In this extract from an article from the December 1991 issue of The Strad, Roger Hargrave discusses the ‘Charles IX’ Andrea Amati instruments with particular reference to this 1564 example from the Hill collection at the Ashmolean Museum in Oxford
In spite of some fantastic stories in the available literature about Andrea Amati being: A rich man belonging to a family dating back to 1007. A maker of viols and rebecs who only began to make violins in his later years. A widely travelled man who lived and worked in Paris for a time and who bought amber and wood in Venice. A pupil of Bussetto [who was actually born long after Andrea’s death] and being, [optionally], a ‘contemporary’, an ‘assistant’, a ‘pupil’ or simply ‘born after Gasparo da Salo’, the real truth is that we know almost nothing about Andrea and that which we do know is mostly derived from his surviving works.
There are four sizes of instruments by Andrea which have come down to us. Remarkably, three new instruments by Andrea have come to light in the past ten years. One, a violin, turned up in a provincial English auction house. The complete list as far as I know consists of the following: four small violins measuring about 342mm (13.5 inches); five larger sized violins of about 355mm (14 inches); four large tenor violas, all but one of which have been reduced in size. These must have been about 470mm (18.5 inches) in length; six cellos all of which have been reduced from what must have been quite large instruments, certainly more than 790mm or 31 1/8 inches.
Andrea’s instruments can be further divided into three groups. Firstly a number of undecorated instruments, consisting of two large and two small violins, two violas and two cellos. Secondly a group of decorated instruments, probably made for an Italian noble family (as yet unidentified). There are three instruments in this group, two large violins and one reduced tenor viola.
The final and most important group is the famous set of decorated instruments prepared for Charles IX of France. (Although as yet unsubstantiated, Jean Benjamin de la Borde writing, significantly, shortly before the French revolution, claimed that 38 instruments were made by Andrea for Charles IX. These consisted of twelve large and twelve small violins, six violas and eight basses.) These instruments are painted and gilded with the arms and bearings of Charles IX. The earliest dated of these surviving works is the violin housed in the Ashmolean museum which is illustrated here. The manuscript label is almost illegible. It appears to be made of parchment and it bears the date 1564 written in Roman numerals.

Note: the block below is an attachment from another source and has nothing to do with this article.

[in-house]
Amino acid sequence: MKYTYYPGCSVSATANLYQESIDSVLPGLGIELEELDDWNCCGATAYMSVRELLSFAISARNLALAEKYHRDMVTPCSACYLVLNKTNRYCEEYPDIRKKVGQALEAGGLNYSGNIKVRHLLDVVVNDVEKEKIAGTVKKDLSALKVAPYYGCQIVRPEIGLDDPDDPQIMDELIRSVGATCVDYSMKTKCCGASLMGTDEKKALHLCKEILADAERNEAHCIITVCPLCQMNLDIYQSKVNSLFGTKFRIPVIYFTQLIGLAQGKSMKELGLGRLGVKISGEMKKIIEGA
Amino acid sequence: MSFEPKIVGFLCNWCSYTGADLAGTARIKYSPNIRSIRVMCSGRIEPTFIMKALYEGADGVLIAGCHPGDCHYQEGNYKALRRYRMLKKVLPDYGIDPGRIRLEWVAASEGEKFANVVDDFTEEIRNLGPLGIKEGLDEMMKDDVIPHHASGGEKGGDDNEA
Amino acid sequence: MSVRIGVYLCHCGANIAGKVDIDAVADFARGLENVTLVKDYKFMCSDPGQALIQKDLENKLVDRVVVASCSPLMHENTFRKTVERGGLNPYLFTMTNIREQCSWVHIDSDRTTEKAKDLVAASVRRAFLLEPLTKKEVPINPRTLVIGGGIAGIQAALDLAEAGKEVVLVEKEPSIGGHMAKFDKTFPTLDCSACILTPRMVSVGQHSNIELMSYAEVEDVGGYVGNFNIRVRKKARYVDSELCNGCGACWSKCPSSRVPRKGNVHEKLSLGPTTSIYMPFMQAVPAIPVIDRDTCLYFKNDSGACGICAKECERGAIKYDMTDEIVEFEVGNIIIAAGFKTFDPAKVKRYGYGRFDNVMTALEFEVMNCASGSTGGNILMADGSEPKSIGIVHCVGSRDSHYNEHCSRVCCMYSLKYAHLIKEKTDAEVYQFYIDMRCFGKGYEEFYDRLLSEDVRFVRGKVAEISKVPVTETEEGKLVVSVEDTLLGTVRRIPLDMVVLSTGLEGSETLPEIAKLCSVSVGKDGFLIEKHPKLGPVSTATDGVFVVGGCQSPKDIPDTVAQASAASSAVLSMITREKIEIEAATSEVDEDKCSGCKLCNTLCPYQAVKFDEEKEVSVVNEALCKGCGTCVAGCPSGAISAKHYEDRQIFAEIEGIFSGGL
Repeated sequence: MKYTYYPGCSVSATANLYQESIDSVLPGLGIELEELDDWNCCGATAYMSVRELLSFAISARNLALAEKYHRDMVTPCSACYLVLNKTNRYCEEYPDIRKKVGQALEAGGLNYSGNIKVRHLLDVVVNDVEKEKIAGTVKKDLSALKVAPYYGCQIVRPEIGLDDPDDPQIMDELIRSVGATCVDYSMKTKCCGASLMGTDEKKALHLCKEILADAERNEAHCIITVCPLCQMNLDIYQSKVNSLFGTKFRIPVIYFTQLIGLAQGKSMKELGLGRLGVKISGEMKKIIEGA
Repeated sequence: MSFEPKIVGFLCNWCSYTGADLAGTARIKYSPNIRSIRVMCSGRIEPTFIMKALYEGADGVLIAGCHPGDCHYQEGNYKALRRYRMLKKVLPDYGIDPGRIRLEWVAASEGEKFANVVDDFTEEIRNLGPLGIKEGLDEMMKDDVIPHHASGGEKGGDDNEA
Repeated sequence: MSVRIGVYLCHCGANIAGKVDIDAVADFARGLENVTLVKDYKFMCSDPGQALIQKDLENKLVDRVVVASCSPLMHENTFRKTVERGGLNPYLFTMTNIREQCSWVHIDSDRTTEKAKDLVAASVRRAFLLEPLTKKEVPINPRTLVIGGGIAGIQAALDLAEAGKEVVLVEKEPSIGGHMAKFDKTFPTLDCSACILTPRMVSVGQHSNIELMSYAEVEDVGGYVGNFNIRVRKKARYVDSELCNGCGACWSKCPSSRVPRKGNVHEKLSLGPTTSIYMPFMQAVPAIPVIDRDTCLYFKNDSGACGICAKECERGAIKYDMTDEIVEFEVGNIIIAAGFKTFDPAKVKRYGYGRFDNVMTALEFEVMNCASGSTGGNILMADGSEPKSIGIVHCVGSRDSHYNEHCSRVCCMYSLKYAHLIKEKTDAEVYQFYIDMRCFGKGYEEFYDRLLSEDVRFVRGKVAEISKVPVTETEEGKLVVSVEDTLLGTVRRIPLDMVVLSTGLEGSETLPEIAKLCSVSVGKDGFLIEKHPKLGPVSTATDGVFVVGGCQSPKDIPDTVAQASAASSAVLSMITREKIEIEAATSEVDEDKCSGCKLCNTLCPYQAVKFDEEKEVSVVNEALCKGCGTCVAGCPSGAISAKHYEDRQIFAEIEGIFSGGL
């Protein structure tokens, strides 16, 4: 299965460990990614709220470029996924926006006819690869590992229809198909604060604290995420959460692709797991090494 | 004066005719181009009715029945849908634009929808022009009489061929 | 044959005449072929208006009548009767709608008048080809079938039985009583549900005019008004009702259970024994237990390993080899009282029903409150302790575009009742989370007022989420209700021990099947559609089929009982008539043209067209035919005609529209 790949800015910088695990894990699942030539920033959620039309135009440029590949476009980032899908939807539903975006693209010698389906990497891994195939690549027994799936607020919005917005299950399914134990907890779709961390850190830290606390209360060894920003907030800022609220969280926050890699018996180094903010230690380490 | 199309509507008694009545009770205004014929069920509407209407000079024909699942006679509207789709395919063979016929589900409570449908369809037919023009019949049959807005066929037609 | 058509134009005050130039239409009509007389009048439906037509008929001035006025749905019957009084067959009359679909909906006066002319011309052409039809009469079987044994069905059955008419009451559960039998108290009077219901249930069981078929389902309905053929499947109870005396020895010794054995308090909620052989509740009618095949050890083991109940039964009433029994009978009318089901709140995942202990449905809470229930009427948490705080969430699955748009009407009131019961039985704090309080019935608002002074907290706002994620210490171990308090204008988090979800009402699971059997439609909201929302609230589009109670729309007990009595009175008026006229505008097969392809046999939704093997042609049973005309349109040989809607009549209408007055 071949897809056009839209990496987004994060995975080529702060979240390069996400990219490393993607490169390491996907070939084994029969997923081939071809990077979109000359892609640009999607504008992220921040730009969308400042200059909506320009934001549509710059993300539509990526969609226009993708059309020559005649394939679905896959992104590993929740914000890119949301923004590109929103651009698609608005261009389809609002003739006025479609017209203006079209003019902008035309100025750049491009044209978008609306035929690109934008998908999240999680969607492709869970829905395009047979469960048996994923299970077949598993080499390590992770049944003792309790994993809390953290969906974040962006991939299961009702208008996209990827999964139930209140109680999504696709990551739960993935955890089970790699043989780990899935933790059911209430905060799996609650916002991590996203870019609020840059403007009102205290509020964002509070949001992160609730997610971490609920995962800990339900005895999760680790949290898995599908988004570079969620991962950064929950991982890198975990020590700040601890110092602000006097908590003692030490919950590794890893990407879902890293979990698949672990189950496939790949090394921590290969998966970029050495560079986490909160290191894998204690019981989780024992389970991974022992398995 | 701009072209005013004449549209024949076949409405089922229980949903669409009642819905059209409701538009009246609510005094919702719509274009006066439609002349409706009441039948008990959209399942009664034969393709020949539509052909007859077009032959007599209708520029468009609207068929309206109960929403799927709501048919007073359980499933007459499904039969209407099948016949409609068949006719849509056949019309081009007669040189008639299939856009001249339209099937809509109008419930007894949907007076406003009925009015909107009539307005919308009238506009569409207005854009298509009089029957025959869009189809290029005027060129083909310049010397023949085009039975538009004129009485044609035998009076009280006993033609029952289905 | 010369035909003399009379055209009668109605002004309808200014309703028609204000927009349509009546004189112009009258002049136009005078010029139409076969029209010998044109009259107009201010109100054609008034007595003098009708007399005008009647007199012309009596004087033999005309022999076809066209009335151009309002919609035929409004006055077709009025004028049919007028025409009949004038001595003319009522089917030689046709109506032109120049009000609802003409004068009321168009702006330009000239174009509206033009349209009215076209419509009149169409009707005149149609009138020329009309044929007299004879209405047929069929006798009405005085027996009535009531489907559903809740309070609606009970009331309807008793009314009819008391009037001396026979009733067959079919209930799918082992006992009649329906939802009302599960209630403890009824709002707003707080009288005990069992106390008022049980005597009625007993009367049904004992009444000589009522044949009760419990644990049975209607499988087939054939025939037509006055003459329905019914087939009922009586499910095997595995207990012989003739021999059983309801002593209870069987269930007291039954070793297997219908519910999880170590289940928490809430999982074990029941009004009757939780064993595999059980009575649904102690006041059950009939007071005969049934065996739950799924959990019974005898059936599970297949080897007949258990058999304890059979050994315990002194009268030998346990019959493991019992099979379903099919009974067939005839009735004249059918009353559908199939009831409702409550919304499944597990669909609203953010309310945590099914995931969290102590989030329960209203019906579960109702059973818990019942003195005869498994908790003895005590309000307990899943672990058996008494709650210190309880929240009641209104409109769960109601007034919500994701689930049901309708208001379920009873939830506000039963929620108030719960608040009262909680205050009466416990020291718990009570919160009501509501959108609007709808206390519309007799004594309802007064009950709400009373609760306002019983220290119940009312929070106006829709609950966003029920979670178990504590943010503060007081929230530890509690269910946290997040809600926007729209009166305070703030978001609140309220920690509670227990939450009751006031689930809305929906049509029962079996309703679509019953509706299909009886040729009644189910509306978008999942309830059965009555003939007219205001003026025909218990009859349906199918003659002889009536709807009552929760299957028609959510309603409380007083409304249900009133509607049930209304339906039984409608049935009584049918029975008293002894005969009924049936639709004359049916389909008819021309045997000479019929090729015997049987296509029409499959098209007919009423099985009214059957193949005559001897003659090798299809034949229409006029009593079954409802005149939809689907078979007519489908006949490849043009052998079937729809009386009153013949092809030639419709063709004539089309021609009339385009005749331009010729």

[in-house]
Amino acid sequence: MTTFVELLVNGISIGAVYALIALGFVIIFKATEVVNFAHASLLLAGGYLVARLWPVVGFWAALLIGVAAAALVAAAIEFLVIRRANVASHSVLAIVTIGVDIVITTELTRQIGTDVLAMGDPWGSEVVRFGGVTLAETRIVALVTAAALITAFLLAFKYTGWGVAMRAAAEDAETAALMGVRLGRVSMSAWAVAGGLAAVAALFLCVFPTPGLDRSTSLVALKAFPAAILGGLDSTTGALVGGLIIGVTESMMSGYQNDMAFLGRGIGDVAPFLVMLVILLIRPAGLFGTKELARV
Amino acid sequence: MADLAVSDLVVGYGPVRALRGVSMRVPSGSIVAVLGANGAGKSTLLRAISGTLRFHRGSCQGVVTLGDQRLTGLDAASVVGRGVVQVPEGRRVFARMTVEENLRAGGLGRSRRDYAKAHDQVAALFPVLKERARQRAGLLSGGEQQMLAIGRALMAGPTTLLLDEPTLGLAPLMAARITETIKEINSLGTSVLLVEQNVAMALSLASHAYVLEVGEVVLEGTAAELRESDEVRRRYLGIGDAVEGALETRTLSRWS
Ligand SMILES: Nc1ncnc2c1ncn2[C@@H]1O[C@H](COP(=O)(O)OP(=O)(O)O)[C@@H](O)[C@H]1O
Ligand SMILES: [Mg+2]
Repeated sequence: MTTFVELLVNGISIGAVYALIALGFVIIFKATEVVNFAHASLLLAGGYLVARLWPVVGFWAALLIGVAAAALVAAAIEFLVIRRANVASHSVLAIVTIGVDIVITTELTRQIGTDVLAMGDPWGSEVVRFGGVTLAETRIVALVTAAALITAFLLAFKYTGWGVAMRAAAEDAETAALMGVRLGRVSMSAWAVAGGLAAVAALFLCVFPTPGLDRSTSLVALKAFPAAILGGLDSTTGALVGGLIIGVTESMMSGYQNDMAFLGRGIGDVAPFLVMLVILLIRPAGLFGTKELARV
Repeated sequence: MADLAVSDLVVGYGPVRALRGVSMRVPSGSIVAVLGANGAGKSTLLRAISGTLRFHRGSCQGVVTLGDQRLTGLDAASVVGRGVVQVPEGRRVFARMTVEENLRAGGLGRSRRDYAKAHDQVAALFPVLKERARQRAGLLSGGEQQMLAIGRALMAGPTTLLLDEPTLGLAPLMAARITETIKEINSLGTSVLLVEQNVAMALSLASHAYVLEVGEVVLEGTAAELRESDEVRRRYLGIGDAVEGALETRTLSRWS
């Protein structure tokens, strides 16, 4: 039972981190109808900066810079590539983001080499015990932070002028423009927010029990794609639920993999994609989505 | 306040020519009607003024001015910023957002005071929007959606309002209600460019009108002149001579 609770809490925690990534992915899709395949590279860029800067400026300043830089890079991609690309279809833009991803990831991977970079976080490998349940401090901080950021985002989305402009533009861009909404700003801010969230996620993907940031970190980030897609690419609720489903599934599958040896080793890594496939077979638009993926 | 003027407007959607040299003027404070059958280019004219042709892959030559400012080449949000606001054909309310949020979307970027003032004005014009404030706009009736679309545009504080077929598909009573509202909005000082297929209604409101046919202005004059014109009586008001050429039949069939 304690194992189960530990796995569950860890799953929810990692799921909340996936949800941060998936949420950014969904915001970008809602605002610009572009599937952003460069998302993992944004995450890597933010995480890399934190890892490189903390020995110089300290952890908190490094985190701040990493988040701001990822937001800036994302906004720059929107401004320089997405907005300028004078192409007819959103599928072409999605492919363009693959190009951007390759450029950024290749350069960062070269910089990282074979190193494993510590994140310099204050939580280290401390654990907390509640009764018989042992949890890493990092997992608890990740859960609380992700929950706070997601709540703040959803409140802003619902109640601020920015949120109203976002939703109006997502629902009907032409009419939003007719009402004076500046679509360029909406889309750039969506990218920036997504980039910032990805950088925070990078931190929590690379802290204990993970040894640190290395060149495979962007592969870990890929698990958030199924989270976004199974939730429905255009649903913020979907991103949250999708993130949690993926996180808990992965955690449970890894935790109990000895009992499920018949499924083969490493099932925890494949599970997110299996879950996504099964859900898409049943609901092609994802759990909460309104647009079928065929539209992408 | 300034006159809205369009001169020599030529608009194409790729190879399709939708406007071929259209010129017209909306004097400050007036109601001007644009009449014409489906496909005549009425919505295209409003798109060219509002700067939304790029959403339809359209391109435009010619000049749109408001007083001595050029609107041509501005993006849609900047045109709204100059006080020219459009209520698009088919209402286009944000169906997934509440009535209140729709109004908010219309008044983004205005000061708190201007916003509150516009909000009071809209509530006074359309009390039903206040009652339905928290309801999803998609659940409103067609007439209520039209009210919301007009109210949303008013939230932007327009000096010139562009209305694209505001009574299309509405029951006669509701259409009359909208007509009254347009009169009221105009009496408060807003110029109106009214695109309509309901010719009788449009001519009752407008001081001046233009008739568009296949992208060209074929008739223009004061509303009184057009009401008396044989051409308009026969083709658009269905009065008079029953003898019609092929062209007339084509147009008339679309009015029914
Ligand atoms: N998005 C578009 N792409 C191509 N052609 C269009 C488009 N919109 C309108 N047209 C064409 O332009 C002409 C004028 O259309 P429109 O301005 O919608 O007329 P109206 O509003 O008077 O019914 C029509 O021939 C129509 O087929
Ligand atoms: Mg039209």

Charles IX was the son of Henry Il of France. After Henry’s death Charles succeeded to the throne with his mother Catherine de Medici acting as regent until Charles came of age in 1563 at the age of 13. All of the Charles IX set were probably made after this date. However, whenever these instruments were prepared, it is unlikely that they were complete after 1574 the date of Charles IX’s early demise.
No one really knows why these instruments were ordered for such an important client, living so far away from a relatively unimportant centre such as Cremona.
One possible explanation is that Catherine de Medici was a Florentine. She was the daughter of Lorenzo de Medici, Duke of Urbino. (The Medici family, being one of the most powerful political forces in Florence and Tuscany, not only married into many royal families of Europe, but financed them.) It is known that when Catherine married King Henry Il of France, she brought with her musicians and dancers from Italy. Over the years she promoted poetry, music and movement at the French court and much of this was performed or inspired by Italian artists, notably her director of court festivals, Baltazarmi di Belgioso. Such people may have been responsible for ordering the instruments from Andrea. One thing seems fairly certain however, by the mid-16th century, Andrea Amati must have already been fairly famous. One further, rather tenuous connection between the Amati family and the Medicis concerns the second marriage of Hieronymous I, Andrea’s son, to Laura de Medici de Lazzarini, in 1584. Laura seems to have been only remotely related to the main stem of the Florentine Medicis and since the event took place ten years after the death of Charles IX, it may have no significance.
‘The Charles IX set is unquestionably the most important in existence by Andrea Amati or any other early maker. It is the only group of Andrea’s instruments which embraces all four known types; it is the most numerous, with eight examples; it was prepared for a great royal court of the Renaissance; and the beauty of its workmanship, tonal properties and rich decoration have seldom if ever been matched or surpassed,’ (The Surviving Instruments of Andrea Amati by Laurence C Witten). For us today the smaller size of violin remains rather a puzzle since no one has yet explained why there are two sizes of violin, nor whether their pitches differed. But this much is demonstrable: violins of a distinctly small size, very often of the 342mm Andrea Amati pattern, were made by Italian violin makers in Cremona and many other centres from Andrea’s time well into the 18th century.